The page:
- Chef Junghyun (‘JP’) Park and his wife Ellia Park run Atomix, which was awarded 2 Michelin stars, and 3 New York Times stars. They also own and operate Atoboy, another terrific and more affordable restaurant in New York City.
- Chef David Shim is the executive chef at Cote Korean Steakhouse and SK Kim is the corporate chef / culinary director. Cote has received a Michelin star, was hailed as “The Absolute Best Steakhouse in New York” by New York Magazine, and named “One of the Best New Restaurants in America” by GQ.
- Chef Jihan Lee of Nami Nori teamed up with his colleagues at Masa to create the most exciting restaurant in the West Village. Awarded Bib Gourmand status in the Michelin Guide, Nami Nori has been lauded as a breath of fresh air in the world of high end sushi.
- Master Sommelier Mia Van de Water of Cote Korean Steakhouse is one of only 172 master sommeliers in the US. She was previously on the esteemed sommelier team at Eleven Madison Park.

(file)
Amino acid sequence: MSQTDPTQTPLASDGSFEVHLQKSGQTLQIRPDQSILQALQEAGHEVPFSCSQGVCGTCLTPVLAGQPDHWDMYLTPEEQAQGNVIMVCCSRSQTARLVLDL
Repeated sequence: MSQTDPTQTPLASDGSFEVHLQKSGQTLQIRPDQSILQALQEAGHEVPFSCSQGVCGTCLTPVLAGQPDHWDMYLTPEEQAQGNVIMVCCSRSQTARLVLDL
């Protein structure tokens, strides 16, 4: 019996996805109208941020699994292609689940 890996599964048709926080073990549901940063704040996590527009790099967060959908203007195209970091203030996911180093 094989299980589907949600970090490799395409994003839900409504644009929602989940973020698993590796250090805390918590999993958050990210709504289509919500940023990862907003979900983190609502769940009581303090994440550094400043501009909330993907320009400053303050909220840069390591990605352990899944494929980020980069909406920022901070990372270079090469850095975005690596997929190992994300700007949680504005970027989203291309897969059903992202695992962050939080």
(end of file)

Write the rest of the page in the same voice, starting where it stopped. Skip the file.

The success of these young Korean American chefs does not stop at their restaurant doorstep. Giving back to the community has been an integral part of their success mindset well before and all throughout the pandemic. These Korean American restaurateurs have been giving back to charities such as City Harvest, the world’s first food rescue organization dedicated to feeding hungry New Yorkers, as well as Asian American focused organizations such as the Korean American Community Foundation, a 19 year old organization dedicated to helping the most vulnerable Korean Americans in our community.
A Night to Remember
The evening began with glasses of champagne and delightful Nami Nori hors d’oeuvres served on the patio of the beautiful waterfront property of Dow Kim, whose family foundation focuses its giving to organizations who specifically assist the Korean American community.